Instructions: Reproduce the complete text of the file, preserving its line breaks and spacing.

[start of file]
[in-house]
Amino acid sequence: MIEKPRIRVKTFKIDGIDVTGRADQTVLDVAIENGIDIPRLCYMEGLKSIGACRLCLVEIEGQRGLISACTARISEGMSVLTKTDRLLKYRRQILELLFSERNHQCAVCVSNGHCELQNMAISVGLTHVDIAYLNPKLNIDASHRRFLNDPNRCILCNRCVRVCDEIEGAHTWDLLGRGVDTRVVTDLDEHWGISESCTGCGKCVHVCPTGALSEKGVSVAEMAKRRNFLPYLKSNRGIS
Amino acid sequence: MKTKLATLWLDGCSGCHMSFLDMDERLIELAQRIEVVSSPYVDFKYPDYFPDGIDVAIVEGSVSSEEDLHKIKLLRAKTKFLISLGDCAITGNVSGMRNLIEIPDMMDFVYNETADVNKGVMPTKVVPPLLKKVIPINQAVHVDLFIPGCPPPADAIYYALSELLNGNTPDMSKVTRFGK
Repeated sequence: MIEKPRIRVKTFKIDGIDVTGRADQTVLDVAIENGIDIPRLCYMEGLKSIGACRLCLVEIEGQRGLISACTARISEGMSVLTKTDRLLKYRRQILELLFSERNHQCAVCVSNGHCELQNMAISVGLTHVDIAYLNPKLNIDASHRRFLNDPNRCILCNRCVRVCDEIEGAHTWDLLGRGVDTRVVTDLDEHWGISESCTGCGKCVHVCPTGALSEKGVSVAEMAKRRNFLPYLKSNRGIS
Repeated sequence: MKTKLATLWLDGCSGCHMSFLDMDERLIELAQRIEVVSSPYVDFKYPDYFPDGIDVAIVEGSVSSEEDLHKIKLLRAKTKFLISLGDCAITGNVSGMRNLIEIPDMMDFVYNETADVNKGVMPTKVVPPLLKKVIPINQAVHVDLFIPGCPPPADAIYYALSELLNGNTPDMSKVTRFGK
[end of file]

[in-house]
Amino acid sequence: MIEKPRIRVKTFKIDGIDVTGRADQTVLDVAIENGIDIPRLCYMEGLKSIGACRLCLVEIEGQRGLISACTARISEGMSVLTKTDRLLKYRRQILELLFSERNHQCAVCVSNGHCELQNMAISVGLTHVDIAYLNPKLNIDASHRRFLNDPNRCILCNRCVRVCDEIEGAHTWDLLGRGVDTRVVTDLDEHWGISESCTGCGKCVHVCPTGALSEKGVSVAEMAKRRNFLPYLKSNRGIS
Amino acid sequence: MKTKLATLWLDGCSGCHMSFLDMDERLIELAQRIEVVSSPYVDFKYPDYFPDGIDVAIVEGSVSSEEDLHKIKLLRAKTKFLISLGDCAITGNVSGMRNLIEIPDMMDFVYNETADVNKGVMPTKVVPPLLKKVIPINQAVHVDLFIPGCPPPADAIYYALSELLNGNTPDMSKVTRFGK
Repeated sequence: MIEKPRIRVKTFKIDGIDVTGRADQTVLDVAIENGIDIPRLCYMEGLKSIGACRLCLVEIEGQRGLISACTARISEGMSVLTKTDRLLKYRRQILELLFSERNHQCAVCVSNGHCELQNMAISVGLTHVDIAYLNPKLNIDASHRRFLNDPNRCILCNRCVRVCDEIEGAHTWDLLGRGVDTRVVTDLDEHWGISESCTGCGKCVHVCPTGALSEKGVSVAEMAKRRNFLPYLKSNRGIS
Repeated sequence: MKTKLATLWLDGCSGCHMSFLDMDERLIELAQRIEVVSSPYVDFKYPDYFPDGIDVAIVEGSVSSEEDLHKIKLLRAKTKFLISLGDCAITGNVSGMRNLIEIPDMMDFVYNETADVNKGVMPTKVVPPLLKKVIPINQAVHVDLFIPGCPPPADAIYYALSELLNGNTPDMSKVTRFGK